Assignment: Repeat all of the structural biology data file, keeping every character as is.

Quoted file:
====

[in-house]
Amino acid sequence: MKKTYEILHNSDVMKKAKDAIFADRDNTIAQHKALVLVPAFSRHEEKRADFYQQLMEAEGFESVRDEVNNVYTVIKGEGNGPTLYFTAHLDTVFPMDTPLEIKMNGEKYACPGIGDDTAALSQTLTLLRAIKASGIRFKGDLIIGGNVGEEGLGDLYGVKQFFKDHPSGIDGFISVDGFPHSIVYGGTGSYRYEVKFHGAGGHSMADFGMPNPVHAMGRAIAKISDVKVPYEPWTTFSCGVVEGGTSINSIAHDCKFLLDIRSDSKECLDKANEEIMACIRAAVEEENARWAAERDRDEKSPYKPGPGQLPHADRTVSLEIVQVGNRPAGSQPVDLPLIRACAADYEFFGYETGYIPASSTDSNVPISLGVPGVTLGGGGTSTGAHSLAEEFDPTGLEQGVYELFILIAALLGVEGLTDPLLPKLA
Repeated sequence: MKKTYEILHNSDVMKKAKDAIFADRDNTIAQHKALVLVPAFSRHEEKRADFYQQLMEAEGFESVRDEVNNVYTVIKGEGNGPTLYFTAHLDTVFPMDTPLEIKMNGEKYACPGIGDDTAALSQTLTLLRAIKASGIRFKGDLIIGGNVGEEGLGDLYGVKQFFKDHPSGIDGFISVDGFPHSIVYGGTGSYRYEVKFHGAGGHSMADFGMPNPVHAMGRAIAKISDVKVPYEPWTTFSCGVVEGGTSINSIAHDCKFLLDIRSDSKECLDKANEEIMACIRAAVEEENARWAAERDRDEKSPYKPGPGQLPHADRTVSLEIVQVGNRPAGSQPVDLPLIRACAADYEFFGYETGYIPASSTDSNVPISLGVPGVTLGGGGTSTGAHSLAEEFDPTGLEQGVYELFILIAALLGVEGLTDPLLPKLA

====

[in-house]
Amino acid sequence: MKKTYEILHNSDVMKKAKDAIFADRDNTIAQHKALVLVPAFSRHEEKRADFYQQLMEAEGFESVRDEVNNVYTVIKGEGNGPTLYFTAHLDTVFPMDTPLEIKMNGEKYACPGIGDDTAALSQTLTLLRAIKASGIRFKGDLIIGGNVGEEGLGDLYGVKQFFKDHPSGIDGFISVDGFPHSIVYGGTGSYRYEVKFHGAGGHSMADFGMPNPVHAMGRAIAKISDVKVPYEPWTTFSCGVVEGGTSINSIAHDCKFLLDIRSDSKECLDKANEEIMACIRAAVEEENARWAAERDRDEKSPYKPGPGQLPHADRTVSLEIVQVGNRPAGSQPVDLPLIRACAADYEFFGYETGYIPASSTDSNVPISLGVPGVTLGGGGTSTGAHSLAEEFDPTGLEQGVYELFILIAALLGVEGLTDPLLPKLA
Repeated sequence: MKKTYEILHNSDVMKKAKDAIFADRDNTIAQHKALVLVPAFSRHEEKRADFYQQLMEAEGFESVRDEVNNVYTVIKGEGNGPTLYFTAHLDTVFPMDTPLEIKMNGEKYACPGIGDDTAALSQTLTLLRAIKASGIRFKGDLIIGGNVGEEGLGDLYGVKQFFKDHPSGIDGFISVDGFPHSIVYGGTGSYRYEVKFHGAGGHSMADFGMPNPVHAMGRAIAKISDVKVPYEPWTTFSCGVVEGGTSINSIAHDCKFLLDIRSDSKECLDKANEEIMACIRAAVEEENARWAAERDRDEKSPYKPGPGQLPHADRTVSLEIVQVGNRPAGSQPVDLPLIRACAADYEFFGYETGYIPASSTDSNVPISLGVPGVTLGGGGTSTGAHSLAEEFDPTGLEQGVYELFILIAALLGVEGLTDPLLPKLA